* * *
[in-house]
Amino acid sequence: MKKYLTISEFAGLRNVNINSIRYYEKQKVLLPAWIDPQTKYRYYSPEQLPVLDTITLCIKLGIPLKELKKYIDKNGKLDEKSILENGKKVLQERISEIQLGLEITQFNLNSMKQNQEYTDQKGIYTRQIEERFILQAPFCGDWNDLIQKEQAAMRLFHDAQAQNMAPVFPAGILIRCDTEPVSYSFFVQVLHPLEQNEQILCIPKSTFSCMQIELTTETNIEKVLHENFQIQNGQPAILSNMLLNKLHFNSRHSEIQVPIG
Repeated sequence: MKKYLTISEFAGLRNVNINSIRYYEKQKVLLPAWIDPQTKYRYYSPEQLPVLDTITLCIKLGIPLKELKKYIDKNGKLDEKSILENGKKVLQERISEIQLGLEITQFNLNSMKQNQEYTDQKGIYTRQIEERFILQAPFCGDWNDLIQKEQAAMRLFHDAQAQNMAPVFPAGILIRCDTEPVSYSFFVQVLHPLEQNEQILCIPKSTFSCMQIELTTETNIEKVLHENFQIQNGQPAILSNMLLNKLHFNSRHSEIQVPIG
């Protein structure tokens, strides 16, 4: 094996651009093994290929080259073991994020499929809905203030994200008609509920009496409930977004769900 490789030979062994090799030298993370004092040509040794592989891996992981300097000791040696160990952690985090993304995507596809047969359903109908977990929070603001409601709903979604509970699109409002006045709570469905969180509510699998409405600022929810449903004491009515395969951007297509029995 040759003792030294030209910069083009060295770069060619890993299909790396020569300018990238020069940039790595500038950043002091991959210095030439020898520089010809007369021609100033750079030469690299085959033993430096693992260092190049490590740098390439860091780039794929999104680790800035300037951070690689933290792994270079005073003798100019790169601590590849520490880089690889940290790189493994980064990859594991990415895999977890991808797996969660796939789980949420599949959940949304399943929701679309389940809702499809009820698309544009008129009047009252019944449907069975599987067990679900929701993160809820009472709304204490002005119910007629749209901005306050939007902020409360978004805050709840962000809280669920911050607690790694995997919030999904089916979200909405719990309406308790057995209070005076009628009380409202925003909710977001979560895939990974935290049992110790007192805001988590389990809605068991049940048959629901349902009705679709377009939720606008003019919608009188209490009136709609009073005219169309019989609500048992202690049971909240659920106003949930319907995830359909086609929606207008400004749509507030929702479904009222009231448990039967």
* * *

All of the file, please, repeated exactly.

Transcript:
[in-house]
Amino acid sequence: MKKYLTISEFAGLRNVNINSIRYYEKQKVLLPAWIDPQTKYRYYSPEQLPVLDTITLCIKLGIPLKELKKYIDKNGKLDEKSILENGKKVLQERISEIQLGLEITQFNLNSMKQNQEYTDQKGIYTRQIEERFILQAPFCGDWNDLIQKEQAAMRLFHDAQAQNMAPVFPAGILIRCDTEPVSYSFFVQVLHPLEQNEQILCIPKSTFSCMQIELTTETNIEKVLHENFQIQNGQPAILSNMLLNKLHFNSRHSEIQVPIG
Repeated sequence: MKKYLTISEFAGLRNVNINSIRYYEKQKVLLPAWIDPQTKYRYYSPEQLPVLDTITLCIKLGIPLKELKKYIDKNGKLDEKSILENGKKVLQERISEIQLGLEITQFNLNSMKQNQEYTDQKGIYTRQIEERFILQAPFCGDWNDLIQKEQAAMRLFHDAQAQNMAPVFPAGILIRCDTEPVSYSFFVQVLHPLEQNEQILCIPKSTFSCMQIELTTETNIEKVLHENFQIQNGQPAILSNMLLNKLHFNSRHSEIQVPIG
């Protein structure tokens, strides 16, 4: 094996651009093994290929080259073991994020499929809905203030994200008609509920009496409930977004769900 490789030979062994090799030298993370004092040509040794592989891996992981300097000791040696160990952690985090993304995507596809047969359903109908977990929070603001409601709903979604509970699109409002006045709570469905969180509510699998409405600022929810449903004491009515395969951007297509029995 040759003792030294030209910069083009060295770069060619890993299909790396020569300018990238020069940039790595500038950043002091991959210095030439020898520089010809007369021609100033750079030469690299085959033993430096693992260092190049490590740098390439860091780039794929999104680790800035300037951070690689933290792994270079005073003798100019790169601590590849520490880089690889940290790189493994980064990859594991990415895999977890991808797996969660796939789980949420599949959940949304399943929701679309389940809702499809009820698309544009008129009047009252019944449907069975599987067990679900929701993160809820009472709304204490002005119910007629749209901005306050939007902020409360978004805050709840962000809280669920911050607690790694995997919030999904089916979200909405719990309406308790057995209070005076009628009380409202925003909710977001979560895939990974935290049992110790007192805001988590389990809605068991049940048959629901349902009705679709377009939720606008003019919608009188209490009136709609009073005219169309019989609500048992202690049971909240659920106003949930319907995830359909086609929606207008400004749509507030929702479904009222009231448990039967």